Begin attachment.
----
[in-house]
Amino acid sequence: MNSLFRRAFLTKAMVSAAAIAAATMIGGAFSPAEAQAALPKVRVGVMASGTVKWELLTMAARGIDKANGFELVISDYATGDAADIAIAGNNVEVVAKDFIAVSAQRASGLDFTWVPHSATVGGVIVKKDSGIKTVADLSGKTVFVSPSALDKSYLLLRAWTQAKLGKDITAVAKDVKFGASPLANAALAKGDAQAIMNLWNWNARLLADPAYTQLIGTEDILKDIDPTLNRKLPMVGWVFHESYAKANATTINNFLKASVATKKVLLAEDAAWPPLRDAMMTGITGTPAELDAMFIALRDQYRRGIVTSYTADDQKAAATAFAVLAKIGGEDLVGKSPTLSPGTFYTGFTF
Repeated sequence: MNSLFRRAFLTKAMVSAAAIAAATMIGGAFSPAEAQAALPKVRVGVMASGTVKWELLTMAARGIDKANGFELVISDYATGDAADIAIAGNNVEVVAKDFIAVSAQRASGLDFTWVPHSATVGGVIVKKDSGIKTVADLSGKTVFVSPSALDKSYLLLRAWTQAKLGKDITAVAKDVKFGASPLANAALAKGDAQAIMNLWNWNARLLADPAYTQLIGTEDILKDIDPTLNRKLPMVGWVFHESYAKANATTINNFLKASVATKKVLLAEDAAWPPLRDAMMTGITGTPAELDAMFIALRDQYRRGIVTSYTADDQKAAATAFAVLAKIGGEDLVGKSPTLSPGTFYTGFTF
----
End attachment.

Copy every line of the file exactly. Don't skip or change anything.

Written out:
[in-house]
Amino acid sequence: MNSLFRRAFLTKAMVSAAAIAAATMIGGAFSPAEAQAALPKVRVGVMASGTVKWELLTMAARGIDKANGFELVISDYATGDAADIAIAGNNVEVVAKDFIAVSAQRASGLDFTWVPHSATVGGVIVKKDSGIKTVADLSGKTVFVSPSALDKSYLLLRAWTQAKLGKDITAVAKDVKFGASPLANAALAKGDAQAIMNLWNWNARLLADPAYTQLIGTEDILKDIDPTLNRKLPMVGWVFHESYAKANATTINNFLKASVATKKVLLAEDAAWPPLRDAMMTGITGTPAELDAMFIALRDQYRRGIVTSYTADDQKAAATAFAVLAKIGGEDLVGKSPTLSPGTFYTGFTF
Repeated sequence: MNSLFRRAFLTKAMVSAAAIAAATMIGGAFSPAEAQAALPKVRVGVMASGTVKWELLTMAARGIDKANGFELVISDYATGDAADIAIAGNNVEVVAKDFIAVSAQRASGLDFTWVPHSATVGGVIVKKDSGIKTVADLSGKTVFVSPSALDKSYLLLRAWTQAKLGKDITAVAKDVKFGASPLANAALAKGDAQAIMNLWNWNARLLADPAYTQLIGTEDILKDIDPTLNRKLPMVGWVFHESYAKANATTINNFLKASVATKKVLLAEDAAWPPLRDAMMTGITGTPAELDAMFIALRDQYRRGIVTSYTADDQKAAATAFAVLAKIGGEDLVGKSPTLSPGTFYTGFTF